TRYPHILLUM - MEMORY ROOT
Our design is inspired by the power of convergence and distinction, and for this we turned to geometry and nature. Memory Root/Triphyllum is a rendition of the geometric principles of the spiral lattice in which distinctive vectors converge onto a common node. This pattern, also known as the Fibonacci sequence or the divine proportion, is prevalent in nature and it ha captured the imagination of mankind through the ages the simplicity, elegance, and strength of the objects in which it manifests.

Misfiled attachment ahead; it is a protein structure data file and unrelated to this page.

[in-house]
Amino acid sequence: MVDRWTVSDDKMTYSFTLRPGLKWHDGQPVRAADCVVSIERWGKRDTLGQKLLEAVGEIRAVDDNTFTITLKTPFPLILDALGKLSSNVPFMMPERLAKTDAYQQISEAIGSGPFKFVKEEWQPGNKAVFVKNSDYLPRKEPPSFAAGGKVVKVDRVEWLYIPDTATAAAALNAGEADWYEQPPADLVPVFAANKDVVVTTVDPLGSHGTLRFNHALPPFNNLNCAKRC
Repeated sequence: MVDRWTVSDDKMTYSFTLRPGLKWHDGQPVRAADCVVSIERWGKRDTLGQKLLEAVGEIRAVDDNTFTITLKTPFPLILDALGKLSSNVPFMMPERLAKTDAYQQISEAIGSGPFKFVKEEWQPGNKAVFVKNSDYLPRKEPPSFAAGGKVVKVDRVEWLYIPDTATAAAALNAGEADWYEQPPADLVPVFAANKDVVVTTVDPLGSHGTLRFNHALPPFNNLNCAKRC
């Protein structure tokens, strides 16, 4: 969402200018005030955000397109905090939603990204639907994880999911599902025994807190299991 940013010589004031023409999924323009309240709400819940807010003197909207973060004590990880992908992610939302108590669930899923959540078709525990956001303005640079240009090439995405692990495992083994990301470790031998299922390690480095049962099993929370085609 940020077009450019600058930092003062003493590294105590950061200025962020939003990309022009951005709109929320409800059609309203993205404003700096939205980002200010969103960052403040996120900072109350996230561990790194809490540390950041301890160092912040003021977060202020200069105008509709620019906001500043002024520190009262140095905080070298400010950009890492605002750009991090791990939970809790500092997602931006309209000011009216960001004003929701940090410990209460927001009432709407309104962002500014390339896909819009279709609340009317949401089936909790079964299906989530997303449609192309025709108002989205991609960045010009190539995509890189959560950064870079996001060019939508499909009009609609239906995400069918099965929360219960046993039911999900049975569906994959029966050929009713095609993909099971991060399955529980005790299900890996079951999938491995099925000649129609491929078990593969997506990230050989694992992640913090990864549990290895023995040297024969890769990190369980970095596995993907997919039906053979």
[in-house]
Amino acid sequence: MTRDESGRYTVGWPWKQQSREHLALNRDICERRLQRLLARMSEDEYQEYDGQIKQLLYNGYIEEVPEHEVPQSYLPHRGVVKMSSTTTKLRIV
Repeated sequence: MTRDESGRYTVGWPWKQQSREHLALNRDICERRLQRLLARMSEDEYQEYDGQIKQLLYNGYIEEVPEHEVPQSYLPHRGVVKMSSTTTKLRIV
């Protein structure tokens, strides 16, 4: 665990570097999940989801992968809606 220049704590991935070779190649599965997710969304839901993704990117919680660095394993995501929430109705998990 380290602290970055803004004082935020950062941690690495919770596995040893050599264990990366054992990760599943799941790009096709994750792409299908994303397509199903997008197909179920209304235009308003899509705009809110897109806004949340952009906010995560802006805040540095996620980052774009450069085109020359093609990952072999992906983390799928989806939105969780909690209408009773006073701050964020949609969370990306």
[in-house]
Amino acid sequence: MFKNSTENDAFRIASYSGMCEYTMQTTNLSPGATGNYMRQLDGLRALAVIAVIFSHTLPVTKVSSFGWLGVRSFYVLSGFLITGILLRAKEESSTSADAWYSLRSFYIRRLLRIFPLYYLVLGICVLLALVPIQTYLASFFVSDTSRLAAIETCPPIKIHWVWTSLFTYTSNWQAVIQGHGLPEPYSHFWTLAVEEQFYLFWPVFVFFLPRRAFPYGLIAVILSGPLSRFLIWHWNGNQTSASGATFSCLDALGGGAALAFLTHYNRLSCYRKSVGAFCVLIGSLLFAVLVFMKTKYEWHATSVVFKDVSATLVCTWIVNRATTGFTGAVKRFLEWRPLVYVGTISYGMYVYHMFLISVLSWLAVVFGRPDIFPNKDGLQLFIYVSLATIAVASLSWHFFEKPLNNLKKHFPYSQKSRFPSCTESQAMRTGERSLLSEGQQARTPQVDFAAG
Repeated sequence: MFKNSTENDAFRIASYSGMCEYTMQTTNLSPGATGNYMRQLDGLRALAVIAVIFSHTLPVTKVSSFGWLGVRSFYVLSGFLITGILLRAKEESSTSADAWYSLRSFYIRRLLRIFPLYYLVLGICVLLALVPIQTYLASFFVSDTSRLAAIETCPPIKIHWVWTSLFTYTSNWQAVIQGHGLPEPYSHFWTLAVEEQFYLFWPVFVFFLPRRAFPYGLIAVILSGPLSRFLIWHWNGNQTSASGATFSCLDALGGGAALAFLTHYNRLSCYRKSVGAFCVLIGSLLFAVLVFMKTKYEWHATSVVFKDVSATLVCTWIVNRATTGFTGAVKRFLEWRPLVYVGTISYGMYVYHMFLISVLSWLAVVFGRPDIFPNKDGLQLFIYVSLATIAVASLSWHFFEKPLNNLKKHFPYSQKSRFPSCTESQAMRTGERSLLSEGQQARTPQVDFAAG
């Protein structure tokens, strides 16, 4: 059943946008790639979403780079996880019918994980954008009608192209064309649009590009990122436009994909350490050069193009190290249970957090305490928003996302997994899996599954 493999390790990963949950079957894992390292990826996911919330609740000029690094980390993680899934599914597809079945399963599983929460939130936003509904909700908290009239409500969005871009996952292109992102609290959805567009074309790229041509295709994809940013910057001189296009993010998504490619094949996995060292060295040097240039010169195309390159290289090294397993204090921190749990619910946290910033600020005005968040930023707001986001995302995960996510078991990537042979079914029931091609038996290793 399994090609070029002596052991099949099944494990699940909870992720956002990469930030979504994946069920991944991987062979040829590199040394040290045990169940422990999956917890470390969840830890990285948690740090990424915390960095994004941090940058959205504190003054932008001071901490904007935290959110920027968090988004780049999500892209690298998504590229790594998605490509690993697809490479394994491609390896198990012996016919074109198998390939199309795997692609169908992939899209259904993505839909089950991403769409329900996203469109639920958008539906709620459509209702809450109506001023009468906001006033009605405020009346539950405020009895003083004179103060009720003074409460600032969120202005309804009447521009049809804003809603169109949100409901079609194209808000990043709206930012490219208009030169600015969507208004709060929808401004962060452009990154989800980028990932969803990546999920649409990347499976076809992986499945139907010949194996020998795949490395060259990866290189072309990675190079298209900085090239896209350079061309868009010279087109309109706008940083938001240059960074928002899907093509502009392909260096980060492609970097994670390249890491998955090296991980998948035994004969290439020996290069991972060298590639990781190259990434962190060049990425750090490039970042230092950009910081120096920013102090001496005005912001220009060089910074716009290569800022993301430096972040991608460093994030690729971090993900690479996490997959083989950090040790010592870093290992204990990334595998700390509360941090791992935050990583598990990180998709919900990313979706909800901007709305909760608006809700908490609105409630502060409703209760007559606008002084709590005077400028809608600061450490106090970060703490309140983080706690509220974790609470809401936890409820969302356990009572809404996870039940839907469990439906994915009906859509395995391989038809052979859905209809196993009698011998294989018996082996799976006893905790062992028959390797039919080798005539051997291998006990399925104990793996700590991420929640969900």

The structure of many plants follow this spiral pattern, but our proposal embraces and celebrates the Arisaema Triphyllum, a tubular flower native the Baltimore area, because at its historical resilience (i.e., reproduction) derives from the balance of achieved by its spiral lattice design. The beauty of its spiriling canopy attracts pollinators and its strong tubular design ensures protects the flower until it bears the red berries that give the plant its name (aris is Greek for blood). This potent medicinal plant is also know as Jack in the Pulpit, and Memory Root. The lore surrounding this latter name dates back to colonial times and it involves stories in which Native American youth would prank colonists into taking a bite of the unprocessed bulb root of the plant, resulting temporary swelling and unforgettable experience. As these communities look into future changes the station will bring, having a space of convivio where their collective identity, history, and memory can be lived, celebrated and continued will make these neighborhoods stronger and more desirable. This can only result from the synergy of the three main componets coming together in this site. Like Triphyllum leaves, which come in threes, we see Highlandtown, Greektown, and the Station that will link them as a triad, and the associated improvement that we propose could serve as that canopy that attracts productive activity that results in the resilience, attractivenes, and growth of urban life in these neighborhoods.